core a set of social and ethical criteria that are required to be
considered even at the stage of designing a product.
1. Necessity: Is
the product necessary?
Impact: Can the product be made from material that minimize negative
Impact: Can the need for the product be fulfilled using locally available
resources and can the product be manufactured locally?
Can the product be designed to reduce the resources required?
Transportation: Can it be manufactured close to the point of use so as to
minimise transportation and packaging?
recovery: Can the product be reused, recycled or safely composted at the end of
An integral part
of the Zero Waste program in Kovalam has been to explore ways of boosting the
local economy by generating entrepreneurial livelihood activities that convert
local natural resources into environmentally-friendly replacements for items
currently made using unsustainable material like plastic. To implement this, the
program began with a two-pronged work plan.
Recovery (RR): Typically,
an RR facility consists of a 15 cubic metre biogas plant, an RR Room for
non-biodegradable discards, a compost pit and drying yard. Biodegradable wastes
that would otherwise stink up the landscape would now be converted to fuel-gas
by the biogas unit, while other discards would be segregated and sold as scrap.
RR facilities can be within individual institutions or serving clusters of
establishments. The Zero Waste initiative has succeeded in convincing hotel
clusters to set up 3 biogas units resulting in the diversion of more than 1 ton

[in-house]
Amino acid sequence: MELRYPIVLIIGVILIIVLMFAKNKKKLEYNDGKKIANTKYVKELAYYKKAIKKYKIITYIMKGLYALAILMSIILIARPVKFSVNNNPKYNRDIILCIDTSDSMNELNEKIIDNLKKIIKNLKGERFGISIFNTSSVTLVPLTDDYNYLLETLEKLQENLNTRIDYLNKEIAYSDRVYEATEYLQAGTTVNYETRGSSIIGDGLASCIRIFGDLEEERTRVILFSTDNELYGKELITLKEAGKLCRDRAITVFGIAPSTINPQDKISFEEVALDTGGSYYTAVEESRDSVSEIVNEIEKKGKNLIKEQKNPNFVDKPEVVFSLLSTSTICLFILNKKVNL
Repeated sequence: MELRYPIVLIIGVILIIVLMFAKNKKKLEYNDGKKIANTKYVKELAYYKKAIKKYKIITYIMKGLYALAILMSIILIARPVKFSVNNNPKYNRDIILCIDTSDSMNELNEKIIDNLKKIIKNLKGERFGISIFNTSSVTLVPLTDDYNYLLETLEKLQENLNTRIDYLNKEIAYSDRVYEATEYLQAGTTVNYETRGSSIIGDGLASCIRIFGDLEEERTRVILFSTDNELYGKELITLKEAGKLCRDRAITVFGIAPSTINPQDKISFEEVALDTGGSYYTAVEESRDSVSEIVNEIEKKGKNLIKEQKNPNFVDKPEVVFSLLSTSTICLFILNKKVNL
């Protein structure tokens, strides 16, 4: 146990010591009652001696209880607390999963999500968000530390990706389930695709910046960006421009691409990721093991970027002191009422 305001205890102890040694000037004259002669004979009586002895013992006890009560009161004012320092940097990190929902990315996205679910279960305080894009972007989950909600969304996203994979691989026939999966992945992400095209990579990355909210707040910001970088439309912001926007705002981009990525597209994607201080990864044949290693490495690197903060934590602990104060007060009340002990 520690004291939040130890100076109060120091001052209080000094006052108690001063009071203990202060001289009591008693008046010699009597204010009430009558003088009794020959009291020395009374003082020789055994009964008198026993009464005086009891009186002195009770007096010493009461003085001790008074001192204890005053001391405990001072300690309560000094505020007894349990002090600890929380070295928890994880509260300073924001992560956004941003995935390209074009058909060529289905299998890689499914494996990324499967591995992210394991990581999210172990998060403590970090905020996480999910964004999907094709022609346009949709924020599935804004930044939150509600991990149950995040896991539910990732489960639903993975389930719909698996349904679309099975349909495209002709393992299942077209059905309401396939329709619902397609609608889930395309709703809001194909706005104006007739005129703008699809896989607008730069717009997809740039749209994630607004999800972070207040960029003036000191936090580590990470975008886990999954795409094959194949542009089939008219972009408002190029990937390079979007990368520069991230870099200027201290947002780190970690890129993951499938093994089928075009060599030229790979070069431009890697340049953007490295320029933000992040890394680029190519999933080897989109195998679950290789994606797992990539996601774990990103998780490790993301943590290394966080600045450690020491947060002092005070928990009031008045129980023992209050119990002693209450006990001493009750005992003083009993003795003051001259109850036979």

of biodegradable discards out of the total garbage of 7 tons/day.
the useful life of eco-friendly discards (paper, coconut shell, cloth
waste) to displace products made using unsustainable material is the
aim of the Material Substitution programme. Currently, the Zero Waste
Centre is promoting products made of paper, jute, cloth and coconut
shell. This program runs closely with "Entrepreneurship Development and
Support" through which local people are trained to develop and manage
small enterprises. At least three entrepreneurial units run solely by
women have come up that make products out of coconut shell, paper and
tailoring wastes. With the consolidation of its work through the Zero
Waste Centre, the program added three new components to its portfolio.
3. Poison Free
Farming: Linked to the
concept of material substitution is the program to replace
agrochemical-intensive farming practices with chemical-free small-scale
agriculture. Under this program, local farmers- mostly women- are given
technical assistance and training on organic agricultural practices. Both
production and marketing support are provided in a bid to revive homestead
farming and supply the tourist industry and domestic markets. This initiative
has spawned at least 200 new organic farmers, some of whom supply local hotels
also with organic produce.
the water crisis in Kovalam is imperative to the long-term ecological security
of the region. The Water Conservation program aims to involve the local
communities in reclaiming their water resources.
5. Community Capacity
Building: The Community Capacity
Building program is a long-term effort that aims to equip people, particularly
children, with the skills required to build an environmentally sustainable and
socially just world. In all, the Zero Waste initiative has resulted in the
creation of nearly 160 jobs between 2002 and 2005 apart from the opportunity
gained by the organic farming initiative.
Zero Waste Kovalam and
The experiment in Kovalam was
well received by some of the local self governments, institutions and even by
many organizations and governments internationally. It was showcased and many
people came down for a visit. Apart from creating a model for solid waste
management, Zero Waste Kovalam influenced policies of different Governments
regarding waste management.
In Kerala, the Clean Kerala
Mission- an advisory board created under Department of Local Self Government-
came up with a policy document on waste management for the state in which the
ideas and experiences from Zero Waste Kovalam were included. In principle the
Government agreed for a vision of Zero Waste. It was after continuous
interactions and debate with the officials in the institution.
Total Sanitation and Health